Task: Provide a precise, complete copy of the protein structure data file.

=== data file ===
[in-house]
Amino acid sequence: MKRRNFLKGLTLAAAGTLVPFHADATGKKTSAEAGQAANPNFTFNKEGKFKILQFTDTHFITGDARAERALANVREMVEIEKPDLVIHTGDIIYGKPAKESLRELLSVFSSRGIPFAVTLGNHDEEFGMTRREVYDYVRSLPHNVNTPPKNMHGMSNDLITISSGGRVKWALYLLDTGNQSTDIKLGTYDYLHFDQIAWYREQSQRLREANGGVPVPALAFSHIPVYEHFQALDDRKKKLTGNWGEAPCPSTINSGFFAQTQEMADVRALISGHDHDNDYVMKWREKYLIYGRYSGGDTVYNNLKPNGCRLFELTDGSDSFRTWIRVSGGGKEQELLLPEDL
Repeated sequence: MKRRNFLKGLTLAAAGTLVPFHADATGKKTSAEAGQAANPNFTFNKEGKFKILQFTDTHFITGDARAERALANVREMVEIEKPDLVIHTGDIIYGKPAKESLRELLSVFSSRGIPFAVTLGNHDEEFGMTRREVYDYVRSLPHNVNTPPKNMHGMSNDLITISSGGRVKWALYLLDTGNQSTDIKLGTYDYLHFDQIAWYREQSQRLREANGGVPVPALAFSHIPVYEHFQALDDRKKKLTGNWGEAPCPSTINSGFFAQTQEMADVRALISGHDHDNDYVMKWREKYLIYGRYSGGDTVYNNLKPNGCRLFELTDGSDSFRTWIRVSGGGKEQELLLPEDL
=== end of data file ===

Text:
[in-house]
Amino acid sequence: MKRRNFLKGLTLAAAGTLVPFHADATGKKTSAEAGQAANPNFTFNKEGKFKILQFTDTHFITGDARAERALANVREMVEIEKPDLVIHTGDIIYGKPAKESLRELLSVFSSRGIPFAVTLGNHDEEFGMTRREVYDYVRSLPHNVNTPPKNMHGMSNDLITISSGGRVKWALYLLDTGNQSTDIKLGTYDYLHFDQIAWYREQSQRLREANGGVPVPALAFSHIPVYEHFQALDDRKKKLTGNWGEAPCPSTINSGFFAQTQEMADVRALISGHDHDNDYVMKWREKYLIYGRYSGGDTVYNNLKPNGCRLFELTDGSDSFRTWIRVSGGGKEQELLLPEDL
Repeated sequence: MKRRNFLKGLTLAAAGTLVPFHADATGKKTSAEAGQAANPNFTFNKEGKFKILQFTDTHFITGDARAERALANVREMVEIEKPDLVIHTGDIIYGKPAKESLRELLSVFSSRGIPFAVTLGNHDEEFGMTRREVYDYVRSLPHNVNTPPKNMHGMSNDLITISSGGRVKWALYLLDTGNQSTDIKLGTYDYLHFDQIAWYREQSQRLREANGGVPVPALAFSHIPVYEHFQALDDRKKKLTGNWGEAPCPSTINSGFFAQTQEMADVRALISGHDHDNDYVMKWREKYLIYGRYSGGDTVYNNLKPNGCRLFELTDGSDSFRTWIRVSGGGKEQELLLPEDL